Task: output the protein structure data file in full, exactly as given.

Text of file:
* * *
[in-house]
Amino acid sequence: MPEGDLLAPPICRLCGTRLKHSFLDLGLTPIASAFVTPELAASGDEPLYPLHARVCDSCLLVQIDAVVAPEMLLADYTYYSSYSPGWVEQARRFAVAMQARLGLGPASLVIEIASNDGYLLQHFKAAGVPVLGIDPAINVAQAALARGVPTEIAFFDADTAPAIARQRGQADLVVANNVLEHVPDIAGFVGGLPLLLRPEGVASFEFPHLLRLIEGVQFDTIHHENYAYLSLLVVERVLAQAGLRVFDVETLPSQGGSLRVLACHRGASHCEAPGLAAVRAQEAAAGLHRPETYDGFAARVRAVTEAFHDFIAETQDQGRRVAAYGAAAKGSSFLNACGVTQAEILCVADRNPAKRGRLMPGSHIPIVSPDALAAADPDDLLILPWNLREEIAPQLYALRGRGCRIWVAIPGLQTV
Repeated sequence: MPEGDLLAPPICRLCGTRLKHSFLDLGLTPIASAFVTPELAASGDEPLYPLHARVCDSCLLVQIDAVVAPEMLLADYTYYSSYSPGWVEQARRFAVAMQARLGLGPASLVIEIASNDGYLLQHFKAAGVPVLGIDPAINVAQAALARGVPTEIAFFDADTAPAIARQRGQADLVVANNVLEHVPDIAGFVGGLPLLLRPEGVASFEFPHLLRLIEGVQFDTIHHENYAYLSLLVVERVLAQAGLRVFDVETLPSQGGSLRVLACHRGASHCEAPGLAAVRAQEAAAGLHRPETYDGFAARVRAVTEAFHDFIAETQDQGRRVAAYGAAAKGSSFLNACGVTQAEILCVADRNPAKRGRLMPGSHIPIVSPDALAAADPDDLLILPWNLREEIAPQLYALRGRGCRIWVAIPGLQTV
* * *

[in-house]
Amino acid sequence: MPEGDLLAPPICRLCGTRLKHSFLDLGLTPIASAFVTPELAASGDEPLYPLHARVCDSCLLVQIDAVVAPEMLLADYTYYSSYSPGWVEQARRFAVAMQARLGLGPASLVIEIASNDGYLLQHFKAAGVPVLGIDPAINVAQAALARGVPTEIAFFDADTAPAIARQRGQADLVVANNVLEHVPDIAGFVGGLPLLLRPEGVASFEFPHLLRLIEGVQFDTIHHENYAYLSLLVVERVLAQAGLRVFDVETLPSQGGSLRVLACHRGASHCEAPGLAAVRAQEAAAGLHRPETYDGFAARVRAVTEAFHDFIAETQDQGRRVAAYGAAAKGSSFLNACGVTQAEILCVADRNPAKRGRLMPGSHIPIVSPDALAAADPDDLLILPWNLREEIAPQLYALRGRGCRIWVAIPGLQTV
Repeated sequence: MPEGDLLAPPICRLCGTRLKHSFLDLGLTPIASAFVTPELAASGDEPLYPLHARVCDSCLLVQIDAVVAPEMLLADYTYYSSYSPGWVEQARRFAVAMQARLGLGPASLVIEIASNDGYLLQHFKAAGVPVLGIDPAINVAQAALARGVPTEIAFFDADTAPAIARQRGQADLVVANNVLEHVPDIAGFVGGLPLLLRPEGVASFEFPHLLRLIEGVQFDTIHHENYAYLSLLVVERVLAQAGLRVFDVETLPSQGGSLRVLACHRGASHCEAPGLAAVRAQEAAAGLHRPETYDGFAARVRAVTEAFHDFIAETQDQGRRVAAYGAAAKGSSFLNACGVTQAEILCVADRNPAKRGRLMPGSHIPIVSPDALAAADPDDLLILPWNLREEIAPQLYALRGRGCRIWVAIPGLQTV